World Competition Day

December 05, 2014

Competition Issues in Public Procurement

December 05, 2014

The Competition and Consumer Protection Commission (CCPC) says, the World Competition Day is the day when we all should join hands with policy makers, government and the media in coming up with a common ground on how to deal with the competition issues in Public Procurement processes.

And Yusuf Dodia, Board Member, Consumer Unity and Trust Society- CUTS International Lusaka said, Competition is a fundamental tenet of a well-functioning economy and encourages companies to provide consumers with the products and services that they want at lower prices, ensure better quality of service and stimulates innovation and also coerces businesses to be efficient.

They were speaking during the commemoration of this year’s World Competition Day on 5 th December 2014 under the theme “Competition Issues in Public Procurement”.

Mr. Kelvin Fuba Bwalya, Board Chairperson of CCPC in his speech mentioned that promotion of competition is not aimed at hindering business growth but at creating a conducive market environment for all players in the economy. He said that public procurement is an important aspect of government expenditure that enables the government to purchase goods and services for enhancing its service delivery to the general public

“Among the most serious breaches of competition law are cartels involving price fixing, collusive tendering and market sharing. The process of public procurement in small economies like Zambia is also not immune to the pernicious effects of cartels and other anti-competitive practices” he added.

He further said, it is important that the procurement process is not distorted by such practices as they cause adverse economic implications such as loss of efficiency and diversion of money away from developmental programmes. Lack of transparency and discrimination in tenders makes it difficult to implement procurement policies. He therefore provoked and challenged the media to break the boundaries that cause limitations in addressing these issues and encouraged institutions such as the National Prosecution Authority and investigators to get to the root of these issues.

Meanwhile, Mr Yusuf Dodia said that this year’s theme was timely as public procurement processes have a direct bearing on social gains for both producers and consumers. It is becoming common ground that public procurement holds a complex relationship with market competition and that consequently, a tighter link between public procurement and competition law enforcement needs to be established, he said.

Dodia added that Zambia has not been an exception to this complex issue. In recent years recurring reports have been noted pointing to the fact that some public procurement has been marred with underhand and corrupt processes. The Auditor general reports, year in year out, have pointed to the fact that a number of process go without competitive tendering processes despite this being permitted in Zambia Public Procurement Authority Act. This is an area which has become a fertile ground for abuse and tightening monitoring and surveillance for tenders that hardly require bidding processes is required, he explained.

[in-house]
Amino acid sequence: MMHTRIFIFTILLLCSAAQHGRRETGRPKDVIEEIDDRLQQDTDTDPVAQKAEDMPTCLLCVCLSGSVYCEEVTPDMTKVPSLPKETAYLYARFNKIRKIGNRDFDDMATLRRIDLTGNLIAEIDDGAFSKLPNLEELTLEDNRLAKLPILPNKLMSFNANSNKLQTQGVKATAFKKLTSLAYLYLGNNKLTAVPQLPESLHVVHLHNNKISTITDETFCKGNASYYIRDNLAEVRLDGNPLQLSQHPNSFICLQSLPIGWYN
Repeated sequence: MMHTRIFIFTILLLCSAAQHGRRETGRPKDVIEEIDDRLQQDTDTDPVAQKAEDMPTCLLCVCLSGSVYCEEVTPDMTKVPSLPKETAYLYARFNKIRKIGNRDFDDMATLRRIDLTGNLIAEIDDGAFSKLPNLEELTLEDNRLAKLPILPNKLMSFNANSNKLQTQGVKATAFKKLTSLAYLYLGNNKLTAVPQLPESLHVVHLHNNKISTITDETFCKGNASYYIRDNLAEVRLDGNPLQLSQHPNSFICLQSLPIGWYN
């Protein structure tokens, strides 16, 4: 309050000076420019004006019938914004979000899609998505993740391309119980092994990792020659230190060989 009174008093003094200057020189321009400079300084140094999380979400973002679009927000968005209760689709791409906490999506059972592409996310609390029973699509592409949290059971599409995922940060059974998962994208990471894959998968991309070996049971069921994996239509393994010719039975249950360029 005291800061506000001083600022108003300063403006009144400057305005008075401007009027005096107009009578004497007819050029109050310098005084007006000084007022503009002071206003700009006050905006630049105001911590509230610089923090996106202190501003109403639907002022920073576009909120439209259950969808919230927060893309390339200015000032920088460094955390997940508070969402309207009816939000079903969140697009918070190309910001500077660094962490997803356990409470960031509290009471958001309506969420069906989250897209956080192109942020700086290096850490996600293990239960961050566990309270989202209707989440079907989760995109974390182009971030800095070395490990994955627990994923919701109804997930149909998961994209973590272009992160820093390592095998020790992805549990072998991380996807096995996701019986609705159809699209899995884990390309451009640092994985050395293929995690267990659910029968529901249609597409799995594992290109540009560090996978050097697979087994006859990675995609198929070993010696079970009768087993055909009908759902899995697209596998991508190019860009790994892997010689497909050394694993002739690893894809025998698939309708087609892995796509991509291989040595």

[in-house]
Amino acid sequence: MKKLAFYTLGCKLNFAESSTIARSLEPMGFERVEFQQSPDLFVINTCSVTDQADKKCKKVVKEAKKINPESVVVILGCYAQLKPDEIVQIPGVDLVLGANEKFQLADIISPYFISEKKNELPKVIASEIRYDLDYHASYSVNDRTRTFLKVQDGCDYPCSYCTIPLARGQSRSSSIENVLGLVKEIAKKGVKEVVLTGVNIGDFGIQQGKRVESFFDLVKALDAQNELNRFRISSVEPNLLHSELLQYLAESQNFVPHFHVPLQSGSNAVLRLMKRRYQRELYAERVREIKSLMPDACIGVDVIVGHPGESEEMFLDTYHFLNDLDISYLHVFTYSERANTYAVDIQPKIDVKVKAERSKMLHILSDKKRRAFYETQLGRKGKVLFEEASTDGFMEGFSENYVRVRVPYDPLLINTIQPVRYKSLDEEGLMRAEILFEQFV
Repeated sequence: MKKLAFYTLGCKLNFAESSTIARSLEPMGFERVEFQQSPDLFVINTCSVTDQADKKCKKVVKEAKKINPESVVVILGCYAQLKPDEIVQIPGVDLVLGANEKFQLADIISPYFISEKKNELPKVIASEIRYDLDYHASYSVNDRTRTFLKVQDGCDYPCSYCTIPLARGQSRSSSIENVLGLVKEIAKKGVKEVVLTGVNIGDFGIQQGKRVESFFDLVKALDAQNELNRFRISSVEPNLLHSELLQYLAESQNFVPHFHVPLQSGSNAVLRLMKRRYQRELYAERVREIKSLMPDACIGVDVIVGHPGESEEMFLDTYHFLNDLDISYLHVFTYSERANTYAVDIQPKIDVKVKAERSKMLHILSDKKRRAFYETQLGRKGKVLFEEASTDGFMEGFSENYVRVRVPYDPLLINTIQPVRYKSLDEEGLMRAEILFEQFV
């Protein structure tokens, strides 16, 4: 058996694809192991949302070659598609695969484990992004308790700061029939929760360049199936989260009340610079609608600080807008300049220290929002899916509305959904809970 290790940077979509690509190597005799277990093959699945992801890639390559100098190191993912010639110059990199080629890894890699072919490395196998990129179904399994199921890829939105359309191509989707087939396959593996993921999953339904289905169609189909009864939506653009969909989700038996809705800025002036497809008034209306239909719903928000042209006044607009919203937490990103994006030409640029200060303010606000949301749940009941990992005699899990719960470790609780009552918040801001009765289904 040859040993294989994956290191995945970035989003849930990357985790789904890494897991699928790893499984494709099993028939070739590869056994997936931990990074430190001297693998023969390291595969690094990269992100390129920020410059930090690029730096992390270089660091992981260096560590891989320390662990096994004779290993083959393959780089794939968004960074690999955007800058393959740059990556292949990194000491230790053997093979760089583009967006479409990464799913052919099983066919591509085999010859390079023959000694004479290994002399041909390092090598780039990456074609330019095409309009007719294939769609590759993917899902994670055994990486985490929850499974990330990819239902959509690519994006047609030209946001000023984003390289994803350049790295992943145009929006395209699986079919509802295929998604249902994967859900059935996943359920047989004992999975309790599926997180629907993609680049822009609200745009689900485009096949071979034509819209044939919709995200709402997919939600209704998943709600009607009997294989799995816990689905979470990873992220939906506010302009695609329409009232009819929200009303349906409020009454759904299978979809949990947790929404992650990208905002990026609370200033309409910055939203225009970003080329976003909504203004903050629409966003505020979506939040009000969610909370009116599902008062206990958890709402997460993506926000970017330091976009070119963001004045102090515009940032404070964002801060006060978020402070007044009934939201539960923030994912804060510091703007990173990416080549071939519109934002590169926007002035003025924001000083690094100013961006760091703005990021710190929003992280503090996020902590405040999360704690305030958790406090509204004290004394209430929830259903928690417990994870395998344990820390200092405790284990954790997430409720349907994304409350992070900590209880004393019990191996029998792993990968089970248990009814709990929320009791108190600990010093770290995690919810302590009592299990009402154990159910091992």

He said, CUTS believes that curtailing these activities would play a key role in creating an enabling environment that guarantees free contestable markets, transparent procurement processes and poverty reduction. We are therefore happy that, in Zambia efforts have ensued between CCPC and ZPPA. Such efforts ought to be nurtured further, perhaps through, a better policy and legislative link.

In view of this, he said CUTS is in the ring and we will compliment as much as we can in our small way, stressing that Competition Policy and Law are tools which can prevent or deter collusion in public procurement resulting in generating relevant savings for the government that could be used to boost its expenditure portfolio.

Naomi Fulaza, Chief Investigator, Cartels and Restrictive Business Practices- CCPC, in her presentation stated that the government spends a lot of money in the procurement of goods and services every year.

Fulaza said that practices such as bid rigging and market allocation are detrimental to the economy as resources are not efficiently utilised because the government usually pays too much for goods and services and they diminish public confidence in the competitive process undermining the benefits of a competitive market place.

On the other hand, Mrs Phiri, a representative from the National Prosecution Authority (NPA) stated that in trying to address this issue, we must understand that this is an interconnected issue that the CCPC cannot handle alone. With procurement issues comes in issues of corruption and money laundering therefore institutions need to work together and play their respective roles. She added that competition law in Zambia is not yet well developed and very few cases go to the courts of law, therefore there is need to also bring the judiciary on board.

While giving closing remarks, Ms Luyamba Mpamba, Director Mergers and Monopolies at CCPC emphasised on the need to strengthen cooperation among agencies and stakeholders if such abuses are to be addressed.

Mpamba, thanked CCPC Board Chair and CUTS Board member, the National Prosecution Authority and the Media for taking time to come and commemorate this day.

For more information, please contact:

Pradeep S Mehta, , +923165538155